However, what we are particularly interested in is the att and alpha variables, as this allows us to compare the actual values to the respective filtered and smoothed estimates of states.

As an example, I ran this model again for the GBP/USD currency for the month of January 2017.

Then, once the mean deviation between GBP/USD and a, att, and alpha is calculated, the following percentage deviations were obtained:

a: -6.2%

att: -0.27%

alpha: 0.052%

As you can see, the deviations between a and the currency rate (expressed in logarithmic form), is still significantly greater than att and alpha – therefore it is these two variables that are yielding us a more accurate prediction.

Best,

Michael

Thank you for your reply Michael!

The “a: One-step-ahead predictions of states” description confused me 🙂

Also looking at “a” and”att” values – they are identical over 1 lag delay, i.e. “a” is delayed “filtered estimate”? And it’s (att) not really useful in terms of predicting the next state.

alphahat looks like it may predict the change, but does it really do it for the current data?

In your example it shows the change, but I believe it’s just adjusted for the historical data (i.e. weighted avg or MA).

Try this data set – just before the “shock”

usdchf = Quandl(“FRED/DEXSZUS”, start_date=”2015-01-01″,end_date=”2015-01-14″,type=”xts”)

The ts I’m working on is a seasonal one, so we observe a “change” at every 2-3 readings and it makes it harder to validate the model 🙂

Hi Andrey,

With these models, the more data you have, the better.

For instance, I ran the model for USD/CHF again, but this time from 2010-01-01 to 2018-09-29.

Now, you’re right that Kalman does rely on weighted averaging, and if there is particularly big shock, the filter may not necessarily “predict” what the price on the next day will be, for instance. The model adjusts quickly, but the reading on the day before can be used as a guide.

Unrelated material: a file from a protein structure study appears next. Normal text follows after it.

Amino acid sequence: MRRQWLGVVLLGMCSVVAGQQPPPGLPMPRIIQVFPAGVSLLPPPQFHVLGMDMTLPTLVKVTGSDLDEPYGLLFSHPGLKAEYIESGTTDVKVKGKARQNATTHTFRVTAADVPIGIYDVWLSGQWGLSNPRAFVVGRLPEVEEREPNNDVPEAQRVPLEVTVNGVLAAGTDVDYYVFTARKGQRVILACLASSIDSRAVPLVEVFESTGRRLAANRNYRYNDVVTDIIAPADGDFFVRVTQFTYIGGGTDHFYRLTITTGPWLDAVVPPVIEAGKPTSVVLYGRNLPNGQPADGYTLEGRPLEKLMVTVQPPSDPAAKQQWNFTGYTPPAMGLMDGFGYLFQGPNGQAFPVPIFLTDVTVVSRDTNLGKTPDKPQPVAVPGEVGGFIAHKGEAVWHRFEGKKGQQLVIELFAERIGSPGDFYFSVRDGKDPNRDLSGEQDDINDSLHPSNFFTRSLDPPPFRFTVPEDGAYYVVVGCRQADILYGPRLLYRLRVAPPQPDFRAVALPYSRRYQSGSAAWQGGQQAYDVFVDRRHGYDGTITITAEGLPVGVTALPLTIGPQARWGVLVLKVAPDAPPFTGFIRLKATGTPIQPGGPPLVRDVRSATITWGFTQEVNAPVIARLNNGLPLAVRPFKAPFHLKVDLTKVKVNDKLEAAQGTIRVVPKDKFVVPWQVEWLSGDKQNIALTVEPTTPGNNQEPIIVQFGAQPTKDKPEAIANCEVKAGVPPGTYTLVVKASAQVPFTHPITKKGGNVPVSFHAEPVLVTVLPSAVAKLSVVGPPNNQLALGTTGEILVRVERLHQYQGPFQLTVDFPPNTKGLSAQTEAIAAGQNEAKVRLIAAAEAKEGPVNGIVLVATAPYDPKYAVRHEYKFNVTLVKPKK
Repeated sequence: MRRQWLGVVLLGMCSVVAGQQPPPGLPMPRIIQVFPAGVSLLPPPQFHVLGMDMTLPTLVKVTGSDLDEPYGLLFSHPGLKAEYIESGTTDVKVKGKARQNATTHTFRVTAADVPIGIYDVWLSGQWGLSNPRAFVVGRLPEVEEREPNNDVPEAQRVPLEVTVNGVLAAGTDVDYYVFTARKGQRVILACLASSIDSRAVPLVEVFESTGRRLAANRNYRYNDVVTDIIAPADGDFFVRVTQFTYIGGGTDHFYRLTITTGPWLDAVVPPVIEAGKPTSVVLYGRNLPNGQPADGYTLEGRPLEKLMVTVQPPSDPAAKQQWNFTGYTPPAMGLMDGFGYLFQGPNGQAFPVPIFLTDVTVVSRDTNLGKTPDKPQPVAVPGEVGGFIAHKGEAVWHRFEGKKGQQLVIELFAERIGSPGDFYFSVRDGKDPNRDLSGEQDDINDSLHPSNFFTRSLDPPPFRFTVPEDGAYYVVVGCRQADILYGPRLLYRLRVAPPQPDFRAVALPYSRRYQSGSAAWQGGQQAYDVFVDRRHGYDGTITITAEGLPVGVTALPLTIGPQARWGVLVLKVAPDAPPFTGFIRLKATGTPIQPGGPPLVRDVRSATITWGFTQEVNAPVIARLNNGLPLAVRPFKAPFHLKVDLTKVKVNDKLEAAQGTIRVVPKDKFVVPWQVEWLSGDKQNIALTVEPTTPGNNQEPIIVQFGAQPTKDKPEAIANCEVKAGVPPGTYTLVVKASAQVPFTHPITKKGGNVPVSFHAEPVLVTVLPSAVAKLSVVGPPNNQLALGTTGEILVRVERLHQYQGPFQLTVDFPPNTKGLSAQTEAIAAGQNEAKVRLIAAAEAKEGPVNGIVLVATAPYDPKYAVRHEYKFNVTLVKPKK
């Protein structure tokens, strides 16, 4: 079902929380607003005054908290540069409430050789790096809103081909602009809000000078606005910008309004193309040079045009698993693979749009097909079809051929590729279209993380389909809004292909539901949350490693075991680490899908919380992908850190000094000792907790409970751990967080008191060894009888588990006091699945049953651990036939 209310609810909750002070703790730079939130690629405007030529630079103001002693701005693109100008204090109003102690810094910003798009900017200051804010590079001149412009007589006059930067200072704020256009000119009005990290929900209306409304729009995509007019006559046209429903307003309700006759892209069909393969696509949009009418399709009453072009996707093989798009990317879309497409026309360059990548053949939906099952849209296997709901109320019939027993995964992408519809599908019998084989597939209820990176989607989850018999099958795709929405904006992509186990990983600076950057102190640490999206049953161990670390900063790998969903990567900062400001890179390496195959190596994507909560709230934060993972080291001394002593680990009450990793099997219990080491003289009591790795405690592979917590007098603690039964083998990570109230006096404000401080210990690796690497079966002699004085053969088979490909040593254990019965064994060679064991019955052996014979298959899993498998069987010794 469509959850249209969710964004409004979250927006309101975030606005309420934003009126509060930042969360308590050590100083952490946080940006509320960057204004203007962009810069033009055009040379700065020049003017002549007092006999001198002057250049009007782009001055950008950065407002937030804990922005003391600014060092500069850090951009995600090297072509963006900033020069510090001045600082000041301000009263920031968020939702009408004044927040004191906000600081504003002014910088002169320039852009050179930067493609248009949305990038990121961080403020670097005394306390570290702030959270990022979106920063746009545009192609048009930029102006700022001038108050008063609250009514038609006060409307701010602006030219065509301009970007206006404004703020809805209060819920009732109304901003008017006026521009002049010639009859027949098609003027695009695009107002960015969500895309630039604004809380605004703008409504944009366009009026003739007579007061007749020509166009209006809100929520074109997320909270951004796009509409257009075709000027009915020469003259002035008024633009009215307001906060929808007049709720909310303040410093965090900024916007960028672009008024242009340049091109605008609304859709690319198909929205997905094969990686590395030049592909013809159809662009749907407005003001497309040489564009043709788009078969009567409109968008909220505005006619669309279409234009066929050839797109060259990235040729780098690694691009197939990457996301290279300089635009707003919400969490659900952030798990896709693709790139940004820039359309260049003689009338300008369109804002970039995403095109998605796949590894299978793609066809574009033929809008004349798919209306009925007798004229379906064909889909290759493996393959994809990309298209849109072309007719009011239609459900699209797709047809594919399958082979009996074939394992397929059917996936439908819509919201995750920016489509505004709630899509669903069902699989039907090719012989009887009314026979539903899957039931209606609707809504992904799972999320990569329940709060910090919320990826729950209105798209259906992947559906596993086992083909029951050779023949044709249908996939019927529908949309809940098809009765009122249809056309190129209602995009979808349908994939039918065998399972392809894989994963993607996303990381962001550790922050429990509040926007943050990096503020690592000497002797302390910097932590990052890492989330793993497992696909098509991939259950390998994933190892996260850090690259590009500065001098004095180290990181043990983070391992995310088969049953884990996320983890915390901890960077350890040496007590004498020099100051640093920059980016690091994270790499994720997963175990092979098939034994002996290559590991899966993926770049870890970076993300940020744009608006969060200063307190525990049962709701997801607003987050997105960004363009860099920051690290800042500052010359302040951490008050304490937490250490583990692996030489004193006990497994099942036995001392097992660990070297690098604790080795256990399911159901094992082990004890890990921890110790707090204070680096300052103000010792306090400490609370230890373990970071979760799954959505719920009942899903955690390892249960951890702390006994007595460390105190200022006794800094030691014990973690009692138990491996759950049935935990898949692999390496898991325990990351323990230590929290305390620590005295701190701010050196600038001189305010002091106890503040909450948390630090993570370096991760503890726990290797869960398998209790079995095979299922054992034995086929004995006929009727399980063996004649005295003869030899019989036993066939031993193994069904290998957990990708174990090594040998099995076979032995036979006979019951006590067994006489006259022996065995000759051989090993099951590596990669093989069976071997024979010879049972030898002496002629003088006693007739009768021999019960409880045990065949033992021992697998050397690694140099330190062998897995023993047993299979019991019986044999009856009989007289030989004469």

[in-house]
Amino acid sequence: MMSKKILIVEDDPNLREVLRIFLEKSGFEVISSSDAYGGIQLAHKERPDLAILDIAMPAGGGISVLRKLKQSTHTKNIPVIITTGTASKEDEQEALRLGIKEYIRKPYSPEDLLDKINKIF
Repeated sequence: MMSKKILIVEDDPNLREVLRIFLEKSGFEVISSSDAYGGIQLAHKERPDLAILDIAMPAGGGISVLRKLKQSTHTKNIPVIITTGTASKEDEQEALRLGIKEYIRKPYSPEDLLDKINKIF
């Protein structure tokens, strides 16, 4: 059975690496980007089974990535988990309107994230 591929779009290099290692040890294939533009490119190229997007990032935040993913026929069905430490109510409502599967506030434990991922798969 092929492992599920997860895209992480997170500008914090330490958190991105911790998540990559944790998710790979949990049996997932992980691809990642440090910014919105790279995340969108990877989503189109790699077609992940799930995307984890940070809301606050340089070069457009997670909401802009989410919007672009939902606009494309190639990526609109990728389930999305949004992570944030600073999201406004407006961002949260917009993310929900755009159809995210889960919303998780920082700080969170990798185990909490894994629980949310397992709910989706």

For instance, the shock happens at observation 1263, which is when we saw a sudden decrease in the USD/CHF, let’s see what was happening with alpha the day before.

What’s interesting is that the blue line (alpha) is actually decreasing significantly before the shock actually happens.

We can also see that the value of alpha is decreasing the day before.

Granted, the move is not as extensive, and the Kalman Filter could not have predicted just how low the USD/CHF would fall. However, the USD/CHF was rising in the days beforehand whereas the alpha value was not, so the discrepancy may have hinted at a sudden reversal.

With a seasonal model, if you have an abrupt change for every 2-3 readings, then your dataset might well be stationary, in which case I don’t know if the Kalman filter would be applicable? Maybe not, but it would depend on the nature of your data. 🙂

Hi Michael,

Try the data just prior to “shock: and see if any of the variables give you an indication or a hint

usdchf = Quandl(“FRED/DEXSZUS”, start_date=”2015-01-01″,end_date=”2015-01-14″,type=”xts”)

and

usdchf = Quandl(“FRED/DEXSZUS”, start_date=”2010-01-01″,end_date=”2015-01-14″,type=”xts”)

It looks to me the alpha variable works simply as MA or weighted average and adjusts to give the indication only when the shock happened.

And then try (i.e. the “shock” happened)

usdchf = Quandl(“FRED/DEXSZUS”, start_date=”2015-01-01″,end_date=”2015-01-15″,type=”xts”)

Kind Regards,

Andrey